Explanation of German "Date of Rank" coding

First World War:

Using the WWI promotions of: General der Artillerie Kurt Jahn


The seniority sequence numbers cited in Jahn’s early ranks were used by the armed forces of the Kingdom of Prussia. The Kingdom of Bavaria maintained its own promotion and seniority system separate from that of Prussia. While Prussia employed the somewhat cumbersome letter/number seniority sequencing codes, the Bavarians adopted a straight numbering system to indicate seniority standings within the officer ranks.

Here is how the Prussian seniority coding system worked:

And so on… In other words, these codes represented the officer’s seniority within his date of rank.

In the post-World War I German Army, the much simpler system of using a number vice all those confusing codes was used!

After doing the calculations, Jahn’s seniority standing amongst all other officers holding the same rank and with the same date of rank would be as such:

W3w = 122
P2p = 90

Patent System

The Patent was the official date of rank for a newly minted Leutnant. The first date represents the day he was actually made an officer (i.e., he put the rank on at that time) while the Patent represents his formal date of rank, which was generally made retroactive to an earlier date. In certain cases (usually in wartime), a new Leutnant would not immediately receive a formal Patent. Presumably, this situation arose as a wartime commissioned Leutnant did not have the opportunity to attend the traditional and lengthy training programs or go through the age old military “ripening” process as one would experience in peacetime. After a period of time, during which he proved himself a capable officer, his Patent would be issued with an appropriate retroactive date of rank, thus formalizing his commission.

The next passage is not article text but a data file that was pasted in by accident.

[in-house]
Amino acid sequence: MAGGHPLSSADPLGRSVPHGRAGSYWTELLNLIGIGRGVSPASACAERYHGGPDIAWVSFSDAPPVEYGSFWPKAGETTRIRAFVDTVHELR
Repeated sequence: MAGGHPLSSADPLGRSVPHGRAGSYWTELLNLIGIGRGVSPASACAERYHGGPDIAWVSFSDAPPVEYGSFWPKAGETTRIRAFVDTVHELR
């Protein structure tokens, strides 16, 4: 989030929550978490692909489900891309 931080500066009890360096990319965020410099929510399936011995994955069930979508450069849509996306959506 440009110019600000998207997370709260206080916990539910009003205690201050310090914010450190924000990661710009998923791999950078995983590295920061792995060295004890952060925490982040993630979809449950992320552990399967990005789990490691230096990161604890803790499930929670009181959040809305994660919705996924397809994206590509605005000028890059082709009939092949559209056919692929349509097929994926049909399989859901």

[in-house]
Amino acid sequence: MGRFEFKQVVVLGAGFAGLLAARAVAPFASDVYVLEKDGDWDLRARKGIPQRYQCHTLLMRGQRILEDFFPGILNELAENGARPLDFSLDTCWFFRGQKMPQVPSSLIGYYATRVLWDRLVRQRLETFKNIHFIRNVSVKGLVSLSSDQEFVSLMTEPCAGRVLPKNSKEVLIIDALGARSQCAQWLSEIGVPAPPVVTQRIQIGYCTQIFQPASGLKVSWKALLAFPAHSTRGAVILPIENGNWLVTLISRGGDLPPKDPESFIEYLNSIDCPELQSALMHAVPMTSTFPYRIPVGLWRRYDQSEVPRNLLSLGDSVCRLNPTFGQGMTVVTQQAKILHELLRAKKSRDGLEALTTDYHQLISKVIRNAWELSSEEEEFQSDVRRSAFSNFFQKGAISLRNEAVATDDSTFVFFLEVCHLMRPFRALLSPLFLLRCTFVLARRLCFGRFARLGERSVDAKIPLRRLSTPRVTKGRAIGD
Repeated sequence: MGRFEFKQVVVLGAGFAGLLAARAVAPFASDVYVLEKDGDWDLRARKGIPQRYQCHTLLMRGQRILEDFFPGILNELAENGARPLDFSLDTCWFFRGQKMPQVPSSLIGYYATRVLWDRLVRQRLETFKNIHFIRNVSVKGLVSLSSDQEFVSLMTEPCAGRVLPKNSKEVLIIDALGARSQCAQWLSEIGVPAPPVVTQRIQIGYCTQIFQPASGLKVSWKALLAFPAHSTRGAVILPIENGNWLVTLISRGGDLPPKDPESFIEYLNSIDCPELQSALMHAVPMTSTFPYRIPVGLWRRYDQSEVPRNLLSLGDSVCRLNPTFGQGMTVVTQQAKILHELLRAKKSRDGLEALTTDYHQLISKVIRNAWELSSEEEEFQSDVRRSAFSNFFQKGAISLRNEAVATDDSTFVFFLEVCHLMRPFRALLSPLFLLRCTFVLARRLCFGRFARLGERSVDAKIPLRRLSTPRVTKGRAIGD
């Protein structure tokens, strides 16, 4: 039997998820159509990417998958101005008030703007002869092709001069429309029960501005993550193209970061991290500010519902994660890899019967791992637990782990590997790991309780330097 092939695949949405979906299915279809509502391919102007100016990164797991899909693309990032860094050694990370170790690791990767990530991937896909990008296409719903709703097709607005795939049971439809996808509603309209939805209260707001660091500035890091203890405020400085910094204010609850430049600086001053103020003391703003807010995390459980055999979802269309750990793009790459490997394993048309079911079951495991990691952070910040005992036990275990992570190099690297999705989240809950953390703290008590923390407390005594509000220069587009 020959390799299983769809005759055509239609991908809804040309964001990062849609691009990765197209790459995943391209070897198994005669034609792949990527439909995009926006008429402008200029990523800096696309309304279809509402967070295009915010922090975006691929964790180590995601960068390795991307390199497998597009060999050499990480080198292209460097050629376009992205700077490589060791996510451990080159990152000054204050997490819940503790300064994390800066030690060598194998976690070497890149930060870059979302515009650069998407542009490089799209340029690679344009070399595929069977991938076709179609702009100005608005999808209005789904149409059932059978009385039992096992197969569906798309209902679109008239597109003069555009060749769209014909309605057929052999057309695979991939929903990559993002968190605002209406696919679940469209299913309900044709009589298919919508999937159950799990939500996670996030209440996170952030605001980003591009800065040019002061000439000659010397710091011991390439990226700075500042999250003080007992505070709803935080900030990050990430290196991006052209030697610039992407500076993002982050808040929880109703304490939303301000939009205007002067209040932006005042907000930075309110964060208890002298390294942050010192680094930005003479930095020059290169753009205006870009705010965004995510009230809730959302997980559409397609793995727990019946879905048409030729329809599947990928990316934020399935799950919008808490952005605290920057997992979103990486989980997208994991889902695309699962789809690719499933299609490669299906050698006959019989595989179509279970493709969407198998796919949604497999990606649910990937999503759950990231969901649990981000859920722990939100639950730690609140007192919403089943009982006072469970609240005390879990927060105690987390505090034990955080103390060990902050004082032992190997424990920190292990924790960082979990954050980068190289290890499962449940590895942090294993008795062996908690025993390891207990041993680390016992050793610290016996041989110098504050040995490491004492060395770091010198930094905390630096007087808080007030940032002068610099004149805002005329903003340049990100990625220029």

Relying on Generalmajor Dipl. Ing. Hans Stenglein as an example:

We see that he was made a wartime Leutnant in the Royal Bavarian Army on 2 June 1915, but did not immediately receive a patenting date. On 9 October 1917, after proving himself capable in his duties, he was issued a formal Patent with the retroactive date of rank of 15 November 1913. At the same time, he was placed sixth in seniority amongst all other Bavarian Army officers holding the same rank and patenting date. Following the establishment of the post-World War I German Reichsheer (National Army) with its revised promotion/seniority system and drastically reduced officer corps, Stenglein’s date of rank to Leutnant was changed to 1 April 1914 while he was placed fiftieth in seniority amongst his peers.

Second World War:

Using the WWII promotions of Generalmajor Dipl Ing Hans Stenglein:


  • Oberleutnant: 1 October 1923 (10)
  • Hauptmann: 1 May 1928 (4)
  • Major: 1 March 1935 (4)
  • Oberstleutnant: 1 January 1938 (13)
  • Oberst: 1 November 1940 (8); RDA later changed to 1 April 1940 (28a)
  • Generalmajor: 1 April 1944 (2)

Stenglein's "date of rank" to Oberst means that his original date of promotion was 1 November 1940 and he was eighth in seniority. In other words, seven other Obersts, who all had the same date of rank of 1 November 1940, outranked him.